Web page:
Innovating is hard work. Even just solving day-to-day problems can often be a challenge, particularly when the tasks are complex and time sensitive, or have multiple uncertainties.
To be at our mental best requires multiple factors to come together at just the right time. Just enough sleep, but not too much. Just the right amount of stress to push us, but not to overwhelm us. A quiet work space, but maybe a slight bit of background noise to drown out other distractions. The list goes on and on, and I think we all can agree that when we are faced with a challenging problem, we do not often have the luxury of saying, “Wait, I need to go take a nap, chill out a bit, and get my mind in order.” We live and work in an on-demand, 24/7 state of connectivity and interaction.
At a workshop I attended, hosted by IEA (Idea Engineering Agency), co-founder Araceli Camargo-Kilpatrick presented her research and methods for encouraging innovation. Camargo-Kilpatrick’s approach is via neuroscience, and is heavily rooted in understanding the balance of chemicals in the brain and the impact they have on our mental capabilities.
The premise is not complicated: essentially our most powerful problem solving mechanisms are hidden away in our subconscious, working behind the scenes at their own pace and beyond our direct control. The trick is to understand how to prime one’s mind on a chemical level to increase dopamine (provides feelings of reward and motivation) and oxytocin (lowers stress levels). The theory is that by doing this our brain is more able to relax and tap into its powerful problem solving capabilities. Methods to prime the brain include exercise, music, visualization, and, perhaps most intriguing to me, breaking old patterns and establishing new routines before starting new projects.
Assuming the mind is primed, Camargo-Kilpatrick breaks down innovation into a series of steps, although she cautions that innovation is not a point A to point B process, but more of a spiral of problem solving, adjusting, and questioning. The first step is to explore the environment of the problem being solved. By understanding all the possible factors and the lay of the land, we mentally relax because we have prepared ourselves and will not be surprised by unexpected influences. For example, if the problem is to try to limit distractions in the workplace, then it is necessary to understand every possible distraction, as well as the day-to-day activities and habits of the workers.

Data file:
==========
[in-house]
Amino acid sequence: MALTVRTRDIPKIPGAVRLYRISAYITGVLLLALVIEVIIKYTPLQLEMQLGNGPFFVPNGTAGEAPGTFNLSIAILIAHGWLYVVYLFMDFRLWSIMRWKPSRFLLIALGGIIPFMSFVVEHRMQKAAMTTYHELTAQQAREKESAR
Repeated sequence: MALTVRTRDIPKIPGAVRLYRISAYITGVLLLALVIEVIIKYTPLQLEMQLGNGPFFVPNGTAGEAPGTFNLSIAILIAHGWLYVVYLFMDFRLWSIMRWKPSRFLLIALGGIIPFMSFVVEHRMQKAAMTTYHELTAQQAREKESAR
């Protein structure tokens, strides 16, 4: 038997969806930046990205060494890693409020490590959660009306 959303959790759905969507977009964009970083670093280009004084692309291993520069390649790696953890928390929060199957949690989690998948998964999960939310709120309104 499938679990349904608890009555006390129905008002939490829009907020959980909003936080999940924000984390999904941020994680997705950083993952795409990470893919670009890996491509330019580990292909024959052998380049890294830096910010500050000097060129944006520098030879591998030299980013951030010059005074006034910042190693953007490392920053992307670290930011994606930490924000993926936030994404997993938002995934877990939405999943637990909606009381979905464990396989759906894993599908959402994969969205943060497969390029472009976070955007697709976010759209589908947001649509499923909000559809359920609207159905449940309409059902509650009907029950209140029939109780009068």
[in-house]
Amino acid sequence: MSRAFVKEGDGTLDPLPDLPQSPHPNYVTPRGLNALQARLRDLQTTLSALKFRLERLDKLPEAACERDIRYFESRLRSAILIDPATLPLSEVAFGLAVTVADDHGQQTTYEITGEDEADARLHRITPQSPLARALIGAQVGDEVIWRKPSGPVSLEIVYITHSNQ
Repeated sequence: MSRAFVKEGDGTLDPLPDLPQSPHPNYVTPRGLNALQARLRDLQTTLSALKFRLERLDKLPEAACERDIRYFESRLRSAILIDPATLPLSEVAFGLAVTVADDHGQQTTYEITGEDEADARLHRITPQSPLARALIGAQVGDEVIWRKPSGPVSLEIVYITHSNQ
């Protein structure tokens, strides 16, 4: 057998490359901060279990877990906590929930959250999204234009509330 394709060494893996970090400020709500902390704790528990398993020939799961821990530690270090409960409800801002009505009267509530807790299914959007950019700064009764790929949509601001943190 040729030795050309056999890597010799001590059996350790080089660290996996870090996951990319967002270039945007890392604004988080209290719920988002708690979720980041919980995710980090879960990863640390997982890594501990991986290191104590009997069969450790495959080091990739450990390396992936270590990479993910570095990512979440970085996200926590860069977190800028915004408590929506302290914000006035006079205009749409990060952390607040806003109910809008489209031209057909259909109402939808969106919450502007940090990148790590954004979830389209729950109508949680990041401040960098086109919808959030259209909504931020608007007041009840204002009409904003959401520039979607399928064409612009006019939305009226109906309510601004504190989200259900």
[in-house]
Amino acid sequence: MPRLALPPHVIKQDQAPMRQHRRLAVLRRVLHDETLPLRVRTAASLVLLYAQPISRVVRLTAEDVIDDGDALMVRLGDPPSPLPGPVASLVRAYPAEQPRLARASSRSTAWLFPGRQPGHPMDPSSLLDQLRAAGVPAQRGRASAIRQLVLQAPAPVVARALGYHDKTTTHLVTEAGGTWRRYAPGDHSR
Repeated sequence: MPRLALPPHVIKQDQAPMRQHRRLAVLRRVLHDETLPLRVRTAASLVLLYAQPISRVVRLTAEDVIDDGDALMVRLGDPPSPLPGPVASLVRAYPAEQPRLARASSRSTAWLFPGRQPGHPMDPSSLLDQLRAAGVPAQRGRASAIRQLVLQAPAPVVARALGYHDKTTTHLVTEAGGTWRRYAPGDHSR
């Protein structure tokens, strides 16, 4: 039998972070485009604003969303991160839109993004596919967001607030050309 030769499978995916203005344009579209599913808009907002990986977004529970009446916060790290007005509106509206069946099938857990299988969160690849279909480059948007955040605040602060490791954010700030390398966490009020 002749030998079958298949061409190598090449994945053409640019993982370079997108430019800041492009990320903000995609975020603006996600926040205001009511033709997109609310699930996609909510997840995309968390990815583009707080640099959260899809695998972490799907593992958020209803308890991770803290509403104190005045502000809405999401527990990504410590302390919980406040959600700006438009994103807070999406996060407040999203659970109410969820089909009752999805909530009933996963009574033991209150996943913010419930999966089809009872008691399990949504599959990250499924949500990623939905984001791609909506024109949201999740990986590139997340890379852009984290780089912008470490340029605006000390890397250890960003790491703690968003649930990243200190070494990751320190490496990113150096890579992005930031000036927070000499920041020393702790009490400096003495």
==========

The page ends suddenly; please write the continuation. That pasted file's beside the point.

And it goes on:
The next step is observation, simply asking good questions. Forming a hypothesis or trying to answer the questions at this stage is discouraged, as the questions, at least in the beginning, are likely to be very general and not very helpful. By refining the questions, the problem will become clearer. This leads into Camargo-Kilpatrick’s next two stages, which are to first clearly define the real problem, and then define the parameters. In our example, the real problem may be the incorrect use of tools such as e-mail and instant messenger, and the parameters may be “when doing focused work on a project.” Being open to modifying the problem is critical, as assumptions must be questioned at every step of the process.
After defining the problem and the parameters, the next phase is to analyze the impact of every factor. Understanding the impact of e-mail on distractions, as well as its impact on other areas of work aids in building a model of the environment, which helps to foresee any ripple effects from making changes. For example, if e-mail is only checked twice a day, that would limit time spent in the inbox, but it may lead to an increase in instant messaging, which would in itself be a distraction. Camargo-Kilpatrick represents innovation and problem solving as the equation Y=F(x). The problem being solved is Y, and x is any factor. Thus distractions are a function of e-mail, but they are also a function of instant messenger, phone calls, etc. Only by looking at the whole picture can the problem be effectively addressed.
The combination of putting oneself into the proper frame of mind and using a methodical system to solve problems is not a new or groundbreaking concept. However, the work that Camargo-Kilpatrick is doing by applying neuroscience to find ways to jumpstart innovation is. We have so much knowledge about the world yet seem to understand so little about how we function; this is welcome research and innovation in its own right.
Cody Burke is a senior analyst at Basex. He can be reached at firstname.lastname@example.org